Nicola Sturgeon 'should get used to defeat' says Christys
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Nicola Sturgeon has suggested the pro-independence movement has both democracy and time on their side in their attempts to get the UK Government to allow another Scottish referendum. Scotland’s First Minister said that if Boris Johson is “playing a waiting game, I’ve probably got time on my side” because younger people are more likely to favour independence – a statement some have interpreted to mean awaiting the death of older voters. But GB News presenter Patrick Christys hit out at the SNP leader as he insisted she should “get used to defeat”.
He said: “You’ve got to feel for Queen Nic. She’s 51 years old. She’s already been First Minister for 7 years.
“In 25 years’ time she’ll be 76 and there’s no way she’ll be in power then.
“What does that mean? Well, her lifelong ambition will never be realised, everything she’d hoped and dreamed for politically, her life’s work, he raison d’etre, dashed against the rocks.
“A political life…totally unfulfilled. It won’t be her name in the history books if the Scots ever vote to leave, there’ll be statues to someone else, there’ll be another highland hero.
“You just hate to see it don’t you. There is of course another element to this.
“The reason why we now have this legal precedent is because Sturgeon tried it on over enshrining the UN Convention on the Rights of the Child into Scots law.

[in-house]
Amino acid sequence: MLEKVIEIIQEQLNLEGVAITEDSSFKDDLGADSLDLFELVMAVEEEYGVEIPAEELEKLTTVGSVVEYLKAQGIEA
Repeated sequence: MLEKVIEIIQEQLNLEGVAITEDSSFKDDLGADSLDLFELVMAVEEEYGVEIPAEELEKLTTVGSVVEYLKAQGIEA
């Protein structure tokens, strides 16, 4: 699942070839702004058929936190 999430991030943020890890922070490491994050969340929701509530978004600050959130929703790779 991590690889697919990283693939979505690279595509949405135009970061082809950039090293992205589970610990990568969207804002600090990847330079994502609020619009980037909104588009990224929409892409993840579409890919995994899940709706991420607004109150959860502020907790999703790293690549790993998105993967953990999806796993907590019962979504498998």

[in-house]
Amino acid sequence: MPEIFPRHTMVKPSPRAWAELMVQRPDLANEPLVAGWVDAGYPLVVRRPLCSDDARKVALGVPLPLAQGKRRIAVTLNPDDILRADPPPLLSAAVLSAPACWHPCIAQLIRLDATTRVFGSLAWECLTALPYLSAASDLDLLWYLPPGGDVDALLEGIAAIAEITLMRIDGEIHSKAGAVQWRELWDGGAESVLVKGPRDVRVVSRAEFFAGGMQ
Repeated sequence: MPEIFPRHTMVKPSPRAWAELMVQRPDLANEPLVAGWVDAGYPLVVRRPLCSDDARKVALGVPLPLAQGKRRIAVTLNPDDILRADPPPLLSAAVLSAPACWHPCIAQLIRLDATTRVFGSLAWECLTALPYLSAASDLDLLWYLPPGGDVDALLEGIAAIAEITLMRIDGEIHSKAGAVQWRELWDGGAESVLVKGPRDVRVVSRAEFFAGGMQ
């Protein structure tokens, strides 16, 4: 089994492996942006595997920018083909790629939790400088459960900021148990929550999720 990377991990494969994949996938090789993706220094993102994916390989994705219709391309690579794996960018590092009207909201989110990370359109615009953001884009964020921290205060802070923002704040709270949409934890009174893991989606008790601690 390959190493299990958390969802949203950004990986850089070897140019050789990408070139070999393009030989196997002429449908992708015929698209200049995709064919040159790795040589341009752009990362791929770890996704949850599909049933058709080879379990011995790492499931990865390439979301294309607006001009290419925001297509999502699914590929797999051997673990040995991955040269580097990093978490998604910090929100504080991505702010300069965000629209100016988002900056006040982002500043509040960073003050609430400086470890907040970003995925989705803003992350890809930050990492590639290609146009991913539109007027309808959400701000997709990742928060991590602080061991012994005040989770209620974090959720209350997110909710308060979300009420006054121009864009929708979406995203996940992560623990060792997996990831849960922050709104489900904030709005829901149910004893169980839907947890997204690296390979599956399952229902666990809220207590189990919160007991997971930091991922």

“The Tories thought this overstepped the mark and, as it turns out, it does.
“So we told Sturgeon that, and politely suggested some minor amendments. Which they’re now going to have to make anyway.
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“So what they’ve done is shamelessly use children, at the taxpayers’ expense, to try to make a political point. Which failed.
“Not exactly a resounding victory, but then again, she should probably get used to what defeat feels like.”
In her Programme for Government statement last month, Ms Sturgeon announced work was resuming to create a “detailed prospectus” in favour of independence.
The Prime Minister has repeatedly refused to countenance another referendum despite the nationalists arguing there has been a material change in circumstances since the 2014 vote because of Brexit, as well as the SNP and Greens both including the policy in their manifesto for the Holyrood election earlier this year.
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Ms Sturgeon said that independence could only be achieved through a “legal, recognised constitutional process” but added: “If you’re saying that there is no legitimate, democratic, constitutional route for Scotland to choose independence, where does that leave us?”
“The union suddenly is no longer what it has always been: a voluntary, consensual union of nations.”
Responding to the comments about independence-backing demographics, Scottish Conservative MSP Murdo Fraser suggested it was an “erroneous assumption”.
He tweeted: “It’s also based on the erroneous assumption that people’s attitudes don’t change as they get older. We know that they do, and generally people become more risk-adverse, particularly when they have assets, savings, pensions and families.”
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